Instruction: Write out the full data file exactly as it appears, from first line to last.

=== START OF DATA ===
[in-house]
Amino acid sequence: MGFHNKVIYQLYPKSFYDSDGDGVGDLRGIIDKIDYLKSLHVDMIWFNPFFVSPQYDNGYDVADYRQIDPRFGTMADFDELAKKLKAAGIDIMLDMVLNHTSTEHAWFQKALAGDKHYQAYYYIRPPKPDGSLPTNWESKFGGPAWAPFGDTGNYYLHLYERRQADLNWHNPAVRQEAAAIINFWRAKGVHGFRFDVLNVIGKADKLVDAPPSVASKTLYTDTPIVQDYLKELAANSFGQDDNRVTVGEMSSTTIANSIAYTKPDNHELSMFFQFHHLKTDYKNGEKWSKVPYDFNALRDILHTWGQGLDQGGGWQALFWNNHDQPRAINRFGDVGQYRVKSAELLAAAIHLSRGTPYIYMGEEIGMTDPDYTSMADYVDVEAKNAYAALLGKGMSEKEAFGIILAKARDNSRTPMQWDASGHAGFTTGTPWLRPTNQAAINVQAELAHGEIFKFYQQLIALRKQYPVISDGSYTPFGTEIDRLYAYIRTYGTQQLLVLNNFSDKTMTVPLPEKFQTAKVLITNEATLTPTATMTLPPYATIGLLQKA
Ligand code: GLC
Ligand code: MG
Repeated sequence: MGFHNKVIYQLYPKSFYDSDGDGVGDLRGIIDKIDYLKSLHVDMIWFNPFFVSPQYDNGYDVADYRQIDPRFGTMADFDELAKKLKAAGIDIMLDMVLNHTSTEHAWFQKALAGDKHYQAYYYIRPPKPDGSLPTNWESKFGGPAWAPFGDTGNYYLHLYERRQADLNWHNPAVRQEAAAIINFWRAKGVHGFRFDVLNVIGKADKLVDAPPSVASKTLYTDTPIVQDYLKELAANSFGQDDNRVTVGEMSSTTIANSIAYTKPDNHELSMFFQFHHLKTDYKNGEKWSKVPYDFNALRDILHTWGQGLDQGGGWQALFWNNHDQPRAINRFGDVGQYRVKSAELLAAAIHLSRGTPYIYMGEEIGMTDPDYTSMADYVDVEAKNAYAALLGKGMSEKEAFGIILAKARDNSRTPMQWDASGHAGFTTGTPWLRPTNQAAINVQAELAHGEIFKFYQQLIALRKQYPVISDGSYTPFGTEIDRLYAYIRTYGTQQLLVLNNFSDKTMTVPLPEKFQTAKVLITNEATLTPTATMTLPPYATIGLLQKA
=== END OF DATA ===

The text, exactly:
[in-house]
Amino acid sequence: MGFHNKVIYQLYPKSFYDSDGDGVGDLRGIIDKIDYLKSLHVDMIWFNPFFVSPQYDNGYDVADYRQIDPRFGTMADFDELAKKLKAAGIDIMLDMVLNHTSTEHAWFQKALAGDKHYQAYYYIRPPKPDGSLPTNWESKFGGPAWAPFGDTGNYYLHLYERRQADLNWHNPAVRQEAAAIINFWRAKGVHGFRFDVLNVIGKADKLVDAPPSVASKTLYTDTPIVQDYLKELAANSFGQDDNRVTVGEMSSTTIANSIAYTKPDNHELSMFFQFHHLKTDYKNGEKWSKVPYDFNALRDILHTWGQGLDQGGGWQALFWNNHDQPRAINRFGDVGQYRVKSAELLAAAIHLSRGTPYIYMGEEIGMTDPDYTSMADYVDVEAKNAYAALLGKGMSEKEAFGIILAKARDNSRTPMQWDASGHAGFTTGTPWLRPTNQAAINVQAELAHGEIFKFYQQLIALRKQYPVISDGSYTPFGTEIDRLYAYIRTYGTQQLLVLNNFSDKTMTVPLPEKFQTAKVLITNEATLTPTATMTLPPYATIGLLQKA
Ligand code: GLC
Ligand code: MG
Repeated sequence: MGFHNKVIYQLYPKSFYDSDGDGVGDLRGIIDKIDYLKSLHVDMIWFNPFFVSPQYDNGYDVADYRQIDPRFGTMADFDELAKKLKAAGIDIMLDMVLNHTSTEHAWFQKALAGDKHYQAYYYIRPPKPDGSLPTNWESKFGGPAWAPFGDTGNYYLHLYERRQADLNWHNPAVRQEAAAIINFWRAKGVHGFRFDVLNVIGKADKLVDAPPSVASKTLYTDTPIVQDYLKELAANSFGQDDNRVTVGEMSSTTIANSIAYTKPDNHELSMFFQFHHLKTDYKNGEKWSKVPYDFNALRDILHTWGQGLDQGGGWQALFWNNHDQPRAINRFGDVGQYRVKSAELLAAAIHLSRGTPYIYMGEEIGMTDPDYTSMADYVDVEAKNAYAALLGKGMSEKEAFGIILAKARDNSRTPMQWDASGHAGFTTGTPWLRPTNQAAINVQAELAHGEIFKFYQQLIALRKQYPVISDGSYTPFGTEIDRLYAYIRTYGTQQLLVLNNFSDKTMTVPLPEKFQTAKVLITNEATLTPTATMTLPPYATIGLLQKA